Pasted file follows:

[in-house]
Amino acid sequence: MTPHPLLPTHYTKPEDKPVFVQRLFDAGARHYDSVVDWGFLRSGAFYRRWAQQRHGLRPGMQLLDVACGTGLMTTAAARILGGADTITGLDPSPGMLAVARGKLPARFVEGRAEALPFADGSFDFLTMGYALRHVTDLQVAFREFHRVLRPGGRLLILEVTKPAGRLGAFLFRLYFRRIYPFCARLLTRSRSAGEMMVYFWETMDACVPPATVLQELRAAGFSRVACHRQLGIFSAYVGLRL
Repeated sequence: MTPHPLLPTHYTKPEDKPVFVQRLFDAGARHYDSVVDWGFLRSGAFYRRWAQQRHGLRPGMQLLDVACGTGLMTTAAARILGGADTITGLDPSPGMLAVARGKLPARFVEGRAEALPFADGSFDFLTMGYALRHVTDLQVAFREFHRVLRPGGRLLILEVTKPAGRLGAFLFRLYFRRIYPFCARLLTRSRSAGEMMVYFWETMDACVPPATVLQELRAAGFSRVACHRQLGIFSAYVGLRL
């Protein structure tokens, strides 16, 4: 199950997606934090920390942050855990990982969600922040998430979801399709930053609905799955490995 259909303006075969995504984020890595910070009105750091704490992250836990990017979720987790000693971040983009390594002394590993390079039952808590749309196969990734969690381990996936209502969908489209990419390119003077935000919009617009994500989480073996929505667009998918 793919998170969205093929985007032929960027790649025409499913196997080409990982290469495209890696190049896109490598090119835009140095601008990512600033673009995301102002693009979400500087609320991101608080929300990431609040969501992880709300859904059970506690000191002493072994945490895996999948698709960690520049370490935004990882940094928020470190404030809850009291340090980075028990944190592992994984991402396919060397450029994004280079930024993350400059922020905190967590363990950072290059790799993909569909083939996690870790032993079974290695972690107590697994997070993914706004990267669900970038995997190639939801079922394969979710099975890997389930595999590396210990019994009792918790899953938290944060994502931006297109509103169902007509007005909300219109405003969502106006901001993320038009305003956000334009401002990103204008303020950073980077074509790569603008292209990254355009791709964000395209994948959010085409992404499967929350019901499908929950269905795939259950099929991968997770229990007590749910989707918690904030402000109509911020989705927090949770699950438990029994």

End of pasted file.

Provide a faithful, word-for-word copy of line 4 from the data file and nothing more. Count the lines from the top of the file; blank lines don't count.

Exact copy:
């Protein structure tokens, strides 16, 4: 199950997606934090920390942050855990990982969600922040998430979801399709930053609905799955490995 259909303006075969995504984020890595910070009105750091704490992250836990990017979720987790000693971040983009390594002394590993390079039952808590749309196969990734969690381990996936209502969908489209990419390119003077935000919009617009994500989480073996929505667009998918 793919998170969205093929985007032929960027790649025409499913196997080409990982290469495209890696190049896109490598090119835009140095601008990512600033673009995301102002693009979400500087609320991101608080929300990431609040969501992880709300859904059970506690000191002493072994945490895996999948698709960690520049370490935004990882940094928020470190404030809850009291340090980075028990944190592992994984991402396919060397450029994004280079930024993350400059922020905190967590363990950072290059790799993909569909083939996690870790032993079974290695972690107590697994997070993914706004990267669900970038995997190639939801079922394969979710099975890997389930595999590396210990019994009792918790899953938290944060994502931006297109509103169902007509007005909300219109405003969502106006901001993320038009305003956000334009401002990103204008303020950073980077074509790569603008292209990254355009791709964000395209994948959010085409992404499967929350019901499908929950269905795939259950099929991968997770229990007590749910989707918690904030402000109509911020989705927090949770699950438990029994």